The Osprey Farpoint Trek 75 is one of Osprey’s newest backpacks. It is touted as a hybrid backpack, combining features from trekking and travel bags to make something new and exciting. It is primarily aimed at adventurous travelers who like to go hiking on their trips or, in my case, trekkers who are envious of big front-loading zippers.
The idea of having a backpack that is good for both hiking and casual traveling is very attractive. For some, having a backpack that is able to withstand the elements outside yet is even enough to take across the world would be a very smart investment and an easy buy.
So the question is: does the Osprey Farpoint Trek 75 deliver? Is it, in fact, the hybrid backpack that we’ve been waiting for? I’m going to answer this and many more questions in my review.
This Osprey Farpoint Trek 75 review is going to cover many aspects of the backpack. From the materials used to build quality to the additional features that make it stand out, we’re going to go in-depth here people. Read on to see if this is the right backpack for you!
Testing the Osprey Farpoint Trek 75
To review the Osprey Farpoint Trek 75, I decided to take it with me on a work trip to Florence, Italy. Since I would be gone for several days and would be walking a lot (we were filming a video), I knew that I would have to be mindful of what and how much I was taking.
I ended up packing the following items:
- 2 Fujifilm X-Series Cameras
- 3 Fujifilm Lenses
- A full camera accessory kit
- Gorilla Tripod
- My Dell XPS 15 Laptop
- 2 Changes of underwear and socks
- A dress shirt
- A light sweater
- A light leather jacket
- Misc chargers and electronics
- Travel wallet with documents
All in all, I’d say that the backpack ended up weighing about 10 kilos or 22 pounds.
After Florence, I also took the Farpoint Trek on a short hike in the Sibillini Mountains in Eastern Italy. I wanted to see how it performed in the wild. Again, I brought all my camera gear plus a heavier Manfrotto tripod but skimped on the extra change of clothing.
So how did the Osprey Farpoint Trek 75 perform over the course of my travels? Was it comfy? Were its features useful? Did it travel well when I was on the train and when I was hiking? Let’s find out!
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Key Specs and Pros/Cons
Dimensions (cms): 77 x 42 x 36 when filled completely
Volume: 75 liters
Weight: 2.1 kg empty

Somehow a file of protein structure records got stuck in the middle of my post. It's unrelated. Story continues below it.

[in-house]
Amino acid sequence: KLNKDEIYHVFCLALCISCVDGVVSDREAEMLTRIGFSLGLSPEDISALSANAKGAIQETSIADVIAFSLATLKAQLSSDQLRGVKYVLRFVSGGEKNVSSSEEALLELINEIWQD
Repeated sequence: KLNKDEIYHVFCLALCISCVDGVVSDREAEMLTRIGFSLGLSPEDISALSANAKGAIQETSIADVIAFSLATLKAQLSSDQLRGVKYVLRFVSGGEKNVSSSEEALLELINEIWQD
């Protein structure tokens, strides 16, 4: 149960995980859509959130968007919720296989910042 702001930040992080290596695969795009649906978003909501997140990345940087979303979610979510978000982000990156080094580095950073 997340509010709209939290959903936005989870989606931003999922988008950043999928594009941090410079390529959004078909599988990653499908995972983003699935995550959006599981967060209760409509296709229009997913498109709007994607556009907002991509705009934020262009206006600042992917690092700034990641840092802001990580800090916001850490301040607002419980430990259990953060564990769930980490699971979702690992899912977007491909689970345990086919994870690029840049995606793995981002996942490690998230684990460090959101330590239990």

Primary Material: 420HD Nylon Packcloth
What We Liked About the Osprey Farpoint Trek 75
- Great capacity yet not too heavy
- Well built and quite durable
- The AirCover is super useful
- Front-loading zipper is huge and allows access to the entire bag
- Lots of extra pockets and compartments
- Loops everywhere
- Lots of adjustable straps mean you can get the perfect fit
- Internal compression straps for organization
What We Didn’t Like About the Osprey Farpoint Trek 75
- Somewhat tedious to access, at least at first.
- The top compartment tends to hang loose when the bag isn’t full.
- Items may move around inside the bag if they aren’t arrested.
- Needs AirCover or rain cover to be truly water-resistant.
- With great zippers, comes great responsibility.
- Mesh side pockets may be prone to catching and tearing.
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Reviewing the Osprey Farpoint Trek 75
Let’s break down each of Farpoint Trek’s features and talk a bit more about what makes this bag worth buying.
At 2.1 kilograms or 4.6 pounds, the Osprey Farpoint Trek 75 is right in the middle of the backpack weight spectrum. It’s light enough to still be manageable yet heavy enough to retain a good degree of durability. For backpackers, this will be ideal both when traveling and hiking in the wilderness.
With a capacity of 75 liters, the Farpoint Trek 75 is also quite roomy. With that kind of space, you’ll be able to pack quite a lot actually; enough for a longer, week-long trek or enough for a multi-month backpacking trip.
Let’s not forget the extra pockets in the hip belts, the top compartment, and the small front compartment as well. With these additional spaces, there will plenty of room for your belongings.
Because it can hold so much, the Farpoint Trek 75 can also be a bit long and hefty. When filled to the brim, the pack will start to engulf smaller backpackers and may become a little bit cumbersome. Taller people will definitely feel more comfortable in this bag.
On a side note, whilst I appreciated the huge array of cinch straps on the Farpoint Trek 75, I was a little wanting of some right below the top compartment. My reasoning: when the bag is not fully packed, the top compartment tends to sag down, which annoys me a little. The ability to cinch down this top compartment would do wonders I think.
A few small complaints aside, I think that the size and weight of the Farpoint Trek 75 are just right. But if you don’t intend on carrying around 75 liters worth of stuff or you are a smaller person, I suggest that you opt for the more compact Farpoint Trek 55.